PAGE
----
Florida anglers are shoreline anglers. That doesn’t mean they fish from land. It means most cast toward the shoreline vegetation. That’s a very good strategy in most Florida lakes and it works in Lake Manatee – if you know what you’re doing.

You can fish some of the shoreline at Lake Manatee, but not all. Reason is that hyacinths float to the shoreline and pile up. Cast to the edge of them and there could be nothing but empty water underneath. The true shoreline might be 10 or 15 feet in back of the hyacinth jam.

So, when fishing the lake, try to find areas void of hyacinth jams. It’s tough, but you can do it if you just open your eyes.

When you see a tree on the shore or a fallen tree, you’re in the right area. And this is where we usually concentrate. I’ll often make a dozen or more casts in such an area. It’s a trick that I learned years ago when competing in bass tournament.

A typical Lake Manatee speckled perch (black crappie).
 When you find fish, don’t leave them. Fish the area until the action stops. I remember winning a bass tournament during which I didn’t leave a 200-yard stretch of hydrilla all day. The fish were there and I was able to catch enough to win the tournament.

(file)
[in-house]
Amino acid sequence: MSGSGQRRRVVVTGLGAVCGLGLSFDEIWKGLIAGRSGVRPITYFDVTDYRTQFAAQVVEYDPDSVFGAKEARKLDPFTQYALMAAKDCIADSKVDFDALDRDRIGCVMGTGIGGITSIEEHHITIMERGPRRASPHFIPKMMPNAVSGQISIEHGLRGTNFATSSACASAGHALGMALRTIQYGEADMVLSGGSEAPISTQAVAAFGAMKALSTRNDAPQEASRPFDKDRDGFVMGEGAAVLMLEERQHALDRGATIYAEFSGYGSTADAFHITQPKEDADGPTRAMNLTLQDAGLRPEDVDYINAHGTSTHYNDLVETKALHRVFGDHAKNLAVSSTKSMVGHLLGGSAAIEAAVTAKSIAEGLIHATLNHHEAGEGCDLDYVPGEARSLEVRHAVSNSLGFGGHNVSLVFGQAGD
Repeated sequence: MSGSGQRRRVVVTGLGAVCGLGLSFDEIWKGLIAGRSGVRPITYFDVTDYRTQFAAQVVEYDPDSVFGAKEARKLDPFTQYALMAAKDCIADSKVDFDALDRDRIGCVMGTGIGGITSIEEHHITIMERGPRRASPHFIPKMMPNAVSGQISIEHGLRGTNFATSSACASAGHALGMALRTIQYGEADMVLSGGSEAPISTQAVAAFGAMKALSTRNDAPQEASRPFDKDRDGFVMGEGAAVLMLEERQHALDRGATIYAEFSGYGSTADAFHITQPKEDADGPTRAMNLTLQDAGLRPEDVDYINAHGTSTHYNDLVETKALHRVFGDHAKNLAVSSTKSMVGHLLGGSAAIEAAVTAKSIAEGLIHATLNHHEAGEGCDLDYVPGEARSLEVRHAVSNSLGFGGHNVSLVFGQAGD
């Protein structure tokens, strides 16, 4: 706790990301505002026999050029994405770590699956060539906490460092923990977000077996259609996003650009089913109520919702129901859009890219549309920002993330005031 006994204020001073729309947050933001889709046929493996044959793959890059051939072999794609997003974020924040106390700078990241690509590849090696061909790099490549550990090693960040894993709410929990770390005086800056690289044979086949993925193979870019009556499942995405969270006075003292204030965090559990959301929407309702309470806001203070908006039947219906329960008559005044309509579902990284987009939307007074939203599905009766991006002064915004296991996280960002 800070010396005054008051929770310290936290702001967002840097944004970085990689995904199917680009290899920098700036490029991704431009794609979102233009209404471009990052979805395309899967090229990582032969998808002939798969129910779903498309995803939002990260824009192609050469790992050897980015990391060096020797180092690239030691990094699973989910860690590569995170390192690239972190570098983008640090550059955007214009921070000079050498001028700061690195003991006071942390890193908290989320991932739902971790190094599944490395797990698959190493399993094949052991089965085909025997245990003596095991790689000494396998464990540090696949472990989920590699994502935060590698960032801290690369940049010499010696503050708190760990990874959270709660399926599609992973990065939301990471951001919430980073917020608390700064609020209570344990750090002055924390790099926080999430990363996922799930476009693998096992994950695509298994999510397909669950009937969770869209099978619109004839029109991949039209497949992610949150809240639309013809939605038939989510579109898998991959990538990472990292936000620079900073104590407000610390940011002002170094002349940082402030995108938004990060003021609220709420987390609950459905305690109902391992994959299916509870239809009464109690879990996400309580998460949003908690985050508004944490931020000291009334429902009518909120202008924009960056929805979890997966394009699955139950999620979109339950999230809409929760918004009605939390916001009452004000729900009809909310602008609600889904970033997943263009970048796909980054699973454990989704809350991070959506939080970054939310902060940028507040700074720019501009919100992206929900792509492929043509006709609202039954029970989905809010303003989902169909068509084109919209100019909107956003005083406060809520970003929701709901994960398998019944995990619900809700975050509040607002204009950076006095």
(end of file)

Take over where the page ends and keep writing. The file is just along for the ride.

I guess an outboard motor and a trolling motor are just the incentive needed to move quickly. If you don’t get a fish on the first cast, just move 100 yards down the lake. If it’s not going on, crank the engine and head 10 miles north, east, south or west. Move because you have the ability.

When you’re fishing from a kayak, you don’t have that ability. You have to fish where you are.

What that means is that you get to know your spots intimately. You learn every inch of the lake, river or bay you’re fishing.

And that means you’re able to fish slowly. You’re able to make repeatedly casts into a spot you think holds fish.

And when you catch a fish around a fallen tree what do you do? Move on?


You make another cast.

If you’re like me, you might make 12 more casts. And there are days when those 12 casts result in several more fish.

Slow down.

You’ve got all day to do it.

Wednesday, October 6, 2010

Every day is different at beautiful Lake Manatee

Another beautiful sunrise at Lake Manatee

I have a client who asked me to call him when the action gets hot.

“I’ll just fly in the next day,” he said.

One of eight channel catfis that hit the Myakka Minnow

No way.

You can’t judge fishing tomorrow by what’s going on today. And what would I feel like if he purchased an airline ticket, flew into town and the fishing suddenly went south? Or if a high pressure system moved into the area? Or we were hit by thunderstorms or gale-force wind?

My last two outings are a study in contradiction. One was wonderful and the other quite slow.

I fished Lake Manatee, perhaps my favorite Florida lake, the first day and did wonderfully. Things started out slowly, but picked up as the morning went on. Using the Myakka Minnow, I caught 60 bluegill, stumpknocker and shellcracker. In addition, I caught a pair of bass and landed two of the eight channel cats I hooked.
Even little bass can't resist the Myakka Minnow